The testimony of a crowded house party and packed car, with the especially time-aware testimony of Joey Shank, place Kevin across town at a party and in a crowded car during the crucial times surrounding the assault of John Hartman. Like the others, Kevin is not linked to the crime by physical evidence of any kind, and has an abundance of abilis for the critical time.

In the flurry of press and speculation, the community of Fairbanks made these four young men into monsters in their minds, and were so blinded by the desire for closure that they did not consider the facts, and the gaping holes in the police theory. But dehumanizing these young men came first – perhaps if anyone had remembered that these young men were sons, brothers, friends, human beings, none of this could have ever happened. So, we will close with this picture of a young Kevin Pease as a reminder to all that these four accused were human. As a warning that this could have happened to anyone’s child, still can today. That Free the Fairbanks Four movement is a human rights movement at its core. Sign the petition to end this injustice here.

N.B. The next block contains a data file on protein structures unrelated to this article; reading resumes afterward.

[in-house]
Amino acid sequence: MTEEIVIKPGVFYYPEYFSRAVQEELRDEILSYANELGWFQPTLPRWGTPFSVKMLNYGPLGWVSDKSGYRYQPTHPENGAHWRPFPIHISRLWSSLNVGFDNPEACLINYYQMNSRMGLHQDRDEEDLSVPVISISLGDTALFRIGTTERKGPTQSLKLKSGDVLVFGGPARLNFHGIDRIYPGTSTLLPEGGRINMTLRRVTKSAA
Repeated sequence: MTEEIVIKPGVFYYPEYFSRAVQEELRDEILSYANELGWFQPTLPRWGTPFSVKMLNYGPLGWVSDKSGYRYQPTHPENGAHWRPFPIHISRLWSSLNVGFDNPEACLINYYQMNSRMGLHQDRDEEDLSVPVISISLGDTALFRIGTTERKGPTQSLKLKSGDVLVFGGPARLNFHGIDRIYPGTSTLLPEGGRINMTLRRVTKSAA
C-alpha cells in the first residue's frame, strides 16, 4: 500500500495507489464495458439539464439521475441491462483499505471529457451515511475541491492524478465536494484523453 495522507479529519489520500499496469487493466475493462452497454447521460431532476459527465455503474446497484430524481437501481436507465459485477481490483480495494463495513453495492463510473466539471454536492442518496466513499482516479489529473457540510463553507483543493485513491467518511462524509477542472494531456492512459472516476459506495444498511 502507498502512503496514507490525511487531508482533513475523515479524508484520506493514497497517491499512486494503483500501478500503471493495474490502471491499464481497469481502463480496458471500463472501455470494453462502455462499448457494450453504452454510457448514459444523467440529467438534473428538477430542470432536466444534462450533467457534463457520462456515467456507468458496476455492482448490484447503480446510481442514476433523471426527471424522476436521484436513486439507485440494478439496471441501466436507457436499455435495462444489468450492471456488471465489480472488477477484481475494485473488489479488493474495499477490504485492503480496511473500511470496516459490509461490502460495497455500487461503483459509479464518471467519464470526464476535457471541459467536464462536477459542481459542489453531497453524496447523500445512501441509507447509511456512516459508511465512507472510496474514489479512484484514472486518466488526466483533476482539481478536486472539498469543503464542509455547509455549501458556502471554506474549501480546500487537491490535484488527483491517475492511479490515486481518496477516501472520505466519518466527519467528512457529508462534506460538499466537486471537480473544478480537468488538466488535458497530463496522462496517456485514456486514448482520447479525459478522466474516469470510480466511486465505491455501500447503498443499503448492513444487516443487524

I Shall Be Released – Video Post

This short video covers the most basic information about this case. This is a great thing to pass along, link to, post on Facebook, tweet, text, and spread far and wide. Many people who do not have the time to read the case files have three minutes to watch a video.

The soundtrack is I Shall Be Released as sung by Walter Trout and the Free Radicals

They say everything can be replaced

But every distance is not near

So I remember every face

Of every man who put me here

They say ev’ry man needs protection
They say ev’ry man must fall
Yet I swear I see my reflection
Some place so high above this wall
I see my light come shining
From the west unto the east
Any day now, any day now
I shall be released

Standing next to me in this lonely crowd
Is a man who swears he’s not to blame
All day long I hear him shout so loud
Crying out that he was framed
I see my light come shining
From the west unto the east
Any day now, any day now
I shall be released

 

Dead Man Walking – A Witness and Song Come Forward

“In times of universal deceit, telling the truth becomes a revolutionary act.” George Orwell

In the days and weeks following the murder of John Hartman many, many people who came forward to tell the truth were treated poorly by police, threatened, and terrified by their experiences. In barely veiled threats, some were even made to believe that if they stuck with their story they may become suspects in the murder as well.